NOAA Winter Outlook: odds favor wetter, colder in the Northwest
SPOKANE, Wash.– The official winter forecast for the nation is out, and it’s pointing to an active one for the Northwest. According to the National Oceanic and Atmospheric Administration (NOAA), odds are highest for the Pacific Northwest to have a cooler and wetter winter season in 2021-2022.
The Northwest is the only part of the country where NOAA predicts higher odds for both cooler and wetter weather. A warmer winter is forecast across the Southwest, East, and Midwest. Wetter weather is forecast in the Midwest, but drier weather is most likely from Southern California east across Texas and down to Florida.
The Inland Northwest has a 50% chance of a colder winter, a 25% chance of near-average winter temperatures, and a 25% chance of a warmer season. The same odds apply for rain and snow this year; 50% chance of a wetter winter.
These maps of the winter outlook are closely aligned with a typical La Niña winter pattern. La Niña is part of a climate cycle where temperatures fluctuate in the East Pacific Ocean near the Equator. La Niña refers to the cold phase of this cycle. Ocean and atmosphere cycles are closely linked. A change in one sparks a change in the other. We’ve reported for over a month on 4 News Now about how La Niña emerging favors colder and snowier weather here. The NOAA outlook lines up with this assertion.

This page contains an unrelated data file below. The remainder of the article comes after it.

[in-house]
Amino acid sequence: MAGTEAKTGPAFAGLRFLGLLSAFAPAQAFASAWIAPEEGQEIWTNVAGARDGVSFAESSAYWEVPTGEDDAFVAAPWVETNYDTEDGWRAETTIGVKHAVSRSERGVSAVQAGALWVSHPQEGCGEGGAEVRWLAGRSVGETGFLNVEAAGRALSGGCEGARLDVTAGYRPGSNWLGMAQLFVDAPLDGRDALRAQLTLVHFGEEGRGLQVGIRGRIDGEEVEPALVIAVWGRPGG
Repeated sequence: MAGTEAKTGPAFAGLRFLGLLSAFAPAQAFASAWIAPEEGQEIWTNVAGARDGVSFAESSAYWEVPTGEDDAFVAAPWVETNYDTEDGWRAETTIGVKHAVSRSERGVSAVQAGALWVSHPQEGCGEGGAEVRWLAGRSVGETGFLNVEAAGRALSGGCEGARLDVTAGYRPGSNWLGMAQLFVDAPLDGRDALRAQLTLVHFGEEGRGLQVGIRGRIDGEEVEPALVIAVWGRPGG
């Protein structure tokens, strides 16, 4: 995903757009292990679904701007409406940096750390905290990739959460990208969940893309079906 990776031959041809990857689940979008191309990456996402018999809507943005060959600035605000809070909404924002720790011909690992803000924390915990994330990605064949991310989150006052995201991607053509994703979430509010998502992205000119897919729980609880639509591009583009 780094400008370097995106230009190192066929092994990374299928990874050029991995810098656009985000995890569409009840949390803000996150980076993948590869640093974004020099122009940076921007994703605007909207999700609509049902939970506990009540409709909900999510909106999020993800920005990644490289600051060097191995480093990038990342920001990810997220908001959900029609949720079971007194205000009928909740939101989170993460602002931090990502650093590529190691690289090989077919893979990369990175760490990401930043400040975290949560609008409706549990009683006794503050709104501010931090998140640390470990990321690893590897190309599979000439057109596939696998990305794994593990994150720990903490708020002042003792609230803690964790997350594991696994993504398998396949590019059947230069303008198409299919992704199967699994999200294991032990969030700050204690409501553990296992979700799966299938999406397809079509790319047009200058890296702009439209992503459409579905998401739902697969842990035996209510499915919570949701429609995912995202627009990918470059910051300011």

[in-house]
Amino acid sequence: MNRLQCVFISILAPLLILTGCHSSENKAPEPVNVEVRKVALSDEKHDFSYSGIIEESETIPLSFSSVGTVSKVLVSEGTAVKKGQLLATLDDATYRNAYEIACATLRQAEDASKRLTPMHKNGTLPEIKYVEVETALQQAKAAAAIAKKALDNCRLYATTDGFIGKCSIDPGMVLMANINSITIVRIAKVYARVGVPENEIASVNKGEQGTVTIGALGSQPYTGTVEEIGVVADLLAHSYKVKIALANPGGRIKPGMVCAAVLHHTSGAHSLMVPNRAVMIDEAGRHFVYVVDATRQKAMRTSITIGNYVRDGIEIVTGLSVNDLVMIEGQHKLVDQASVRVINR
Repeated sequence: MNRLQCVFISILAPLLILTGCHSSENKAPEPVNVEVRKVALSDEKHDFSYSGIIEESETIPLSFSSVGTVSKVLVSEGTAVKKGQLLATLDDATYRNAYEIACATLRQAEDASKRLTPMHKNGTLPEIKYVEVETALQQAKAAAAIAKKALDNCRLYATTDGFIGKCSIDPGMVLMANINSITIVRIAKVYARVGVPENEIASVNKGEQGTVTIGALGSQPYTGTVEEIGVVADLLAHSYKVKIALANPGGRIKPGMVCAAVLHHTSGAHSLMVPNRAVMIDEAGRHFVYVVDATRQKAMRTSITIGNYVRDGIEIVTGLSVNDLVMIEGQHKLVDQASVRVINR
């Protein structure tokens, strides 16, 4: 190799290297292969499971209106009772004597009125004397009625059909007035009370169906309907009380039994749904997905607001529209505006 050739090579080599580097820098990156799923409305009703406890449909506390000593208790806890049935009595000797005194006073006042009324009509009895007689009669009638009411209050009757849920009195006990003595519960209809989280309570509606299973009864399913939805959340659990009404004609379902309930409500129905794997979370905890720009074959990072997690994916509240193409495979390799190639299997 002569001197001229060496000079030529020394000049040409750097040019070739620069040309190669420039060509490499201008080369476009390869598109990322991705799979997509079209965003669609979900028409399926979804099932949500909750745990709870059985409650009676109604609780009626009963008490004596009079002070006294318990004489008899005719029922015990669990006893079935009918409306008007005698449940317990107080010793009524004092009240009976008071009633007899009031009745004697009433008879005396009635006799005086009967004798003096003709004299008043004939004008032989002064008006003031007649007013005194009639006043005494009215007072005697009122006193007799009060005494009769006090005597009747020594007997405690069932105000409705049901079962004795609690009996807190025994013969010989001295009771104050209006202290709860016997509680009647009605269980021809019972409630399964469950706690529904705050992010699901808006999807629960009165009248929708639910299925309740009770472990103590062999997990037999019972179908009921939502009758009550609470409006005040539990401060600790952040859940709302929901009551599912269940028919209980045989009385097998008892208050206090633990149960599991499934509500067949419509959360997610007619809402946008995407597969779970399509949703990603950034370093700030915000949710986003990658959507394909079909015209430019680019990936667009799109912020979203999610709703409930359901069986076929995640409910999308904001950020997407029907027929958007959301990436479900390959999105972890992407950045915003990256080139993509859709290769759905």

Another piece of evidence may be emerging for a colder and wetter winter here. Ocean temperatures in the Northeast Pacific are colder than usual this fall.
In the winter of 2014-15 extremely warm temperatures in this part of the ocean were nicknamed “The Blob” and led to a warm and dry winter in the Northwest while bitter cold and snow invaded the Midwest and the Northeast. Temperatures this year are the opposite, and so is the winter outlook for each of these regions.
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